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There are several scenarios that can occur while training and validating:

  1. Both training loss and validation loss are decreasing, with the training loss lower than the validation loss.
  2. Both training loss and validation loss are decreasing, with the training loss higher than the validation loss.
  3. Training loss decreasing, but validation loss is increasing.

I am aware that overfitting occurs in scenario 3, but does overfitting occur in scenario 1? If so, does this mean that overfitting only occurs when either scenario 1 or scenario 3 occur? Otherwise, if overfitting only occurs in scenario 3, does this mean that overfitting only occurs when validation loss is increasing?

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    $\begingroup$ Scenario 1 is a perfectly valid situation, where you are gradually polishing your model. What matters is that the validation loss is decreasing. Typically, the training loss is lower than the validation loss even if you are doing things right... In general, "overfitting" does not have a rigorous, mathematical definition, to the best of my knowledge. $\endgroup$ – stans Feb 2 at 5:57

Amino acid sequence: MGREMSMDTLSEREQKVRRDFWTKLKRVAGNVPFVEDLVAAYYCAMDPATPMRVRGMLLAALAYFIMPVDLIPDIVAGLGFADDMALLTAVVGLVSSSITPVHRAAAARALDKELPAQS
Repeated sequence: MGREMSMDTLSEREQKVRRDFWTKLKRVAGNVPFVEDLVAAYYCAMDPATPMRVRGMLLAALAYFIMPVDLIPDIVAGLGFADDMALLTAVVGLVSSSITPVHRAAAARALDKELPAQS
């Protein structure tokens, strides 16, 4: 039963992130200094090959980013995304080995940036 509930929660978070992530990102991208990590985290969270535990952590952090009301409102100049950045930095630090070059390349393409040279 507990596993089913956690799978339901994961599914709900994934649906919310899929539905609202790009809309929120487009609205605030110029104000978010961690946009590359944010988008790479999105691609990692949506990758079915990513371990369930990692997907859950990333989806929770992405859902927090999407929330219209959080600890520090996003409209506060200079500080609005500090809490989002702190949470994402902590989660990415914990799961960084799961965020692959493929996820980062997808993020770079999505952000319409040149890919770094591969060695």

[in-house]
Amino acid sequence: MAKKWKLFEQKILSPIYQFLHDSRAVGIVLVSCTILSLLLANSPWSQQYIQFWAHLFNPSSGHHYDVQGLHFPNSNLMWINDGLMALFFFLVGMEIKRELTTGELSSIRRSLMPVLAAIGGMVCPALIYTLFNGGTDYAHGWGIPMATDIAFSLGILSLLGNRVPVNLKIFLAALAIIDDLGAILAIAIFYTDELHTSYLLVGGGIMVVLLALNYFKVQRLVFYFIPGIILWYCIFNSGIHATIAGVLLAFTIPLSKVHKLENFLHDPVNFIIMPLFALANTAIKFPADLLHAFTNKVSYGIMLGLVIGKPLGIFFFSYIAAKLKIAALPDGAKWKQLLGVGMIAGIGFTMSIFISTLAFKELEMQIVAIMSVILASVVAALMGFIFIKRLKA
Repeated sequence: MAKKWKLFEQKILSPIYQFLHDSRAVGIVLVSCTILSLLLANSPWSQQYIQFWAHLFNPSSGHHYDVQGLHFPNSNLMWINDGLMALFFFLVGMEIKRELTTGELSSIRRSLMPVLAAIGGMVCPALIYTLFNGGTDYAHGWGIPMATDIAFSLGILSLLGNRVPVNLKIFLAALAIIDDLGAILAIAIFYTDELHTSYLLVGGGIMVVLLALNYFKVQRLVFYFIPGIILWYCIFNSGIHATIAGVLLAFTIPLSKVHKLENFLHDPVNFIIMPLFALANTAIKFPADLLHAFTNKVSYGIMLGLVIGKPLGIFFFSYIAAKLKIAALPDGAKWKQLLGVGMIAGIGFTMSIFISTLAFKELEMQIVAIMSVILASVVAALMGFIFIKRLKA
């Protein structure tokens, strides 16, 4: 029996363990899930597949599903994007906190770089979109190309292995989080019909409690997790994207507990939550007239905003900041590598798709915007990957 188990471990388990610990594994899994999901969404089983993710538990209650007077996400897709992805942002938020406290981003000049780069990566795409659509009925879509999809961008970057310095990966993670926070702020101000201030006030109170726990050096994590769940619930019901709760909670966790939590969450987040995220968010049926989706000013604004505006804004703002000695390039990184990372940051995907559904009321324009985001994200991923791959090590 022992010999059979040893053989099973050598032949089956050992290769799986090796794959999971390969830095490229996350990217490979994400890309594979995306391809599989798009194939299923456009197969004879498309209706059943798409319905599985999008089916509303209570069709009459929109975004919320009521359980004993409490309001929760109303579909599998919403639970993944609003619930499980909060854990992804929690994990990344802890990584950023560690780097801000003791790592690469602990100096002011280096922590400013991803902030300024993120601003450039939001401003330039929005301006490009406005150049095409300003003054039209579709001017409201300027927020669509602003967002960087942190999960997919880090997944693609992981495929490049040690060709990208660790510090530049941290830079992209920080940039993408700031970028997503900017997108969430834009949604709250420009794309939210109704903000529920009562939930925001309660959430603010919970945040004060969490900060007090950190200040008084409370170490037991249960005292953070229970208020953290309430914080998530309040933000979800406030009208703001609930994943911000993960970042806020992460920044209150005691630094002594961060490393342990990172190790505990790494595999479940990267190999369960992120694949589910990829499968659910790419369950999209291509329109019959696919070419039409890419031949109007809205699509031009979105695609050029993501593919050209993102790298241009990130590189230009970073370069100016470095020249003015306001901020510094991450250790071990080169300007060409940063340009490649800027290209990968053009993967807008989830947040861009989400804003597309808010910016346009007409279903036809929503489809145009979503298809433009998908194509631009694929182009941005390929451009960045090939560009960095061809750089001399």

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    $\begingroup$ Completely agree to @stans, there's not a very rigorous definition but as long as your validation loss decreases you are going to be ok. This is already discussed a bit in datascience.stackexchange.com/questions/15242/… and datascience.stackexchange.com/questions/32306/… $\endgroup$ – David Masip Feb 2 at 8:26
  • $\begingroup$ @DavidMasip the second answer in the first question that you linked states "If your training loss goes under you validation loss, you are overfitting, even if validation is still dropping". Is this misleading? $\endgroup$ – mhdadk Feb 2 at 9:22
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    $\begingroup$ to me it is, yeah. I only consider overfitting when the validation loss increases, but the definition is not very well defined and some people may have a looser definition of it $\endgroup$ – David Masip Feb 2 at 9:23
  • $\begingroup$ @DavidMasip Is it accurate to say that the point where validation loss stops decreasing and starts increasing is where both the bias and the variance of the estimator in question are minimized? $\endgroup$ – mhdadk Feb 2 at 9:25
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In my opinion, only case 3 should be considered overfitting. As @stans has mentioned, there is not a very rigorous definition of overfitting so other people might think differently.

I wouldn't say the point where the validation loss stops decreasing is where bias and variance are minimized since there is a trade-off between bias and variance:

  • A constant model will have very low variance, but very high bias.
  • An overfitting model will have very low bias, but very high variance.

The point where the validation loss starts increasing can be considered optimal in terms of the sum of squared bias and variance, that is, an optimum of the generalization error.

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